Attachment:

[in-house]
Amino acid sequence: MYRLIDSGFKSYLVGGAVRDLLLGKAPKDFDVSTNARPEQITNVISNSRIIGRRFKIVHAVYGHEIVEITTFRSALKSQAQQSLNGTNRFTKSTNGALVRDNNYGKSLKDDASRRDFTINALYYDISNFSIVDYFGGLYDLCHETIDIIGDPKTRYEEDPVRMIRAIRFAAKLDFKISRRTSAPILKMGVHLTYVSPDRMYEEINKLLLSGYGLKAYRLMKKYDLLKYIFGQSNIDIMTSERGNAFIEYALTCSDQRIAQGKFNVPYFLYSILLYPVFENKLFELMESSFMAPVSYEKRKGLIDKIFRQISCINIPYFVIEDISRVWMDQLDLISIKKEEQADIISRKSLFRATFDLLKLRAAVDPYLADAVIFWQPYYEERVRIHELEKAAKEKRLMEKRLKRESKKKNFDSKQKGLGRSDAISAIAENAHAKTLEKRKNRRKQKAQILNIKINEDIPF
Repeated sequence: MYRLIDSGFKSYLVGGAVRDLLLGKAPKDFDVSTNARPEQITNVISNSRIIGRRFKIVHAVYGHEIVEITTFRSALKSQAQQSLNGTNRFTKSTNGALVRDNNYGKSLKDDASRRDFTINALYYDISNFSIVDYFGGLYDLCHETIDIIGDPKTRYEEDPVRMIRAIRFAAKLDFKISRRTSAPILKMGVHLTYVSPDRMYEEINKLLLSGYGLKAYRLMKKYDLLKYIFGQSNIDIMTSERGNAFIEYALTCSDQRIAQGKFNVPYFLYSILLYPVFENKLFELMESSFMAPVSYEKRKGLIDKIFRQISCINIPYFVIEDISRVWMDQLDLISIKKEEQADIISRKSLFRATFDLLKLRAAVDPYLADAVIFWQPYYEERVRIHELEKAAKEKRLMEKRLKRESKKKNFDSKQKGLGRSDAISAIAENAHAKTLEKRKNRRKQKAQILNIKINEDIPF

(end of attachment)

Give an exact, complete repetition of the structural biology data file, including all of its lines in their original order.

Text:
[in-house]
Amino acid sequence: MYRLIDSGFKSYLVGGAVRDLLLGKAPKDFDVSTNARPEQITNVISNSRIIGRRFKIVHAVYGHEIVEITTFRSALKSQAQQSLNGTNRFTKSTNGALVRDNNYGKSLKDDASRRDFTINALYYDISNFSIVDYFGGLYDLCHETIDIIGDPKTRYEEDPVRMIRAIRFAAKLDFKISRRTSAPILKMGVHLTYVSPDRMYEEINKLLLSGYGLKAYRLMKKYDLLKYIFGQSNIDIMTSERGNAFIEYALTCSDQRIAQGKFNVPYFLYSILLYPVFENKLFELMESSFMAPVSYEKRKGLIDKIFRQISCINIPYFVIEDISRVWMDQLDLISIKKEEQADIISRKSLFRATFDLLKLRAAVDPYLADAVIFWQPYYEERVRIHELEKAAKEKRLMEKRLKRESKKKNFDSKQKGLGRSDAISAIAENAHAKTLEKRKNRRKQKAQILNIKINEDIPF
Repeated sequence: MYRLIDSGFKSYLVGGAVRDLLLGKAPKDFDVSTNARPEQITNVISNSRIIGRRFKIVHAVYGHEIVEITTFRSALKSQAQQSLNGTNRFTKSTNGALVRDNNYGKSLKDDASRRDFTINALYYDISNFSIVDYFGGLYDLCHETIDIIGDPKTRYEEDPVRMIRAIRFAAKLDFKISRRTSAPILKMGVHLTYVSPDRMYEEINKLLLSGYGLKAYRLMKKYDLLKYIFGQSNIDIMTSERGNAFIEYALTCSDQRIAQGKFNVPYFLYSILLYPVFENKLFELMESSFMAPVSYEKRKGLIDKIFRQISCINIPYFVIEDISRVWMDQLDLISIKKEEQADIISRKSLFRATFDLLKLRAAVDPYLADAVIFWQPYYEERVRIHELEKAAKEKRLMEKRLKRESKKKNFDSKQKGLGRSDAISAIAENAHAKTLEKRKNRRKQKAQILNIKINEDIPF